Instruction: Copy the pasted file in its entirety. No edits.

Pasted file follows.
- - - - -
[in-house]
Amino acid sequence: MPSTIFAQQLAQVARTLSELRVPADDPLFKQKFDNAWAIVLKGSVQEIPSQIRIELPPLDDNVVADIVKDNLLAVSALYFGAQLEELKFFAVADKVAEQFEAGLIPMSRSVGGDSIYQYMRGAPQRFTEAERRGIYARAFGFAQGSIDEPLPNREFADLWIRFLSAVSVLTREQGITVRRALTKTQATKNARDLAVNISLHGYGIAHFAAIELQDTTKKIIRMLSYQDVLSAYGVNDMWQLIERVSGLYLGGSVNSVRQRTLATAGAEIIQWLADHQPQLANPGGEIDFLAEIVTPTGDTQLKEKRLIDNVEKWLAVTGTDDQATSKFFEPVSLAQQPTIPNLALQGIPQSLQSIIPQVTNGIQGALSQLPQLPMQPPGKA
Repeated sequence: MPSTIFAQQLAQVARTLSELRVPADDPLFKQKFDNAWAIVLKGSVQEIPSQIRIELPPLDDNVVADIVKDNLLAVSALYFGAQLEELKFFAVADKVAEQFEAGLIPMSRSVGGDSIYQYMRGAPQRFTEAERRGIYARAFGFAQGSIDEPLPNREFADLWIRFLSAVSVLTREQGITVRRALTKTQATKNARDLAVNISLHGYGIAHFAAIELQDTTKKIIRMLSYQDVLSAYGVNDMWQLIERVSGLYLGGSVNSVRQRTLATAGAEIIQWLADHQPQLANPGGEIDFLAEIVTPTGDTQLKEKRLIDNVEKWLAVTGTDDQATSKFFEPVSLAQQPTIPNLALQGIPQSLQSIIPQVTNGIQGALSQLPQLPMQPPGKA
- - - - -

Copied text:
[in-house]
Amino acid sequence: MPSTIFAQQLAQVARTLSELRVPADDPLFKQKFDNAWAIVLKGSVQEIPSQIRIELPPLDDNVVADIVKDNLLAVSALYFGAQLEELKFFAVADKVAEQFEAGLIPMSRSVGGDSIYQYMRGAPQRFTEAERRGIYARAFGFAQGSIDEPLPNREFADLWIRFLSAVSVLTREQGITVRRALTKTQATKNARDLAVNISLHGYGIAHFAAIELQDTTKKIIRMLSYQDVLSAYGVNDMWQLIERVSGLYLGGSVNSVRQRTLATAGAEIIQWLADHQPQLANPGGEIDFLAEIVTPTGDTQLKEKRLIDNVEKWLAVTGTDDQATSKFFEPVSLAQQPTIPNLALQGIPQSLQSIIPQVTNGIQGALSQLPQLPMQPPGKA
Repeated sequence: MPSTIFAQQLAQVARTLSELRVPADDPLFKQKFDNAWAIVLKGSVQEIPSQIRIELPPLDDNVVADIVKDNLLAVSALYFGAQLEELKFFAVADKVAEQFEAGLIPMSRSVGGDSIYQYMRGAPQRFTEAERRGIYARAFGFAQGSIDEPLPNREFADLWIRFLSAVSVLTREQGITVRRALTKTQATKNARDLAVNISLHGYGIAHFAAIELQDTTKKIIRMLSYQDVLSAYGVNDMWQLIERVSGLYLGGSVNSVRQRTLATAGAEIIQWLADHQPQLANPGGEIDFLAEIVTPTGDTQLKEKRLIDNVEKWLAVTGTDDQATSKFFEPVSLAQQPTIPNLALQGIPQSLQSIIPQVTNGIQGALSQLPQLPMQPPGKA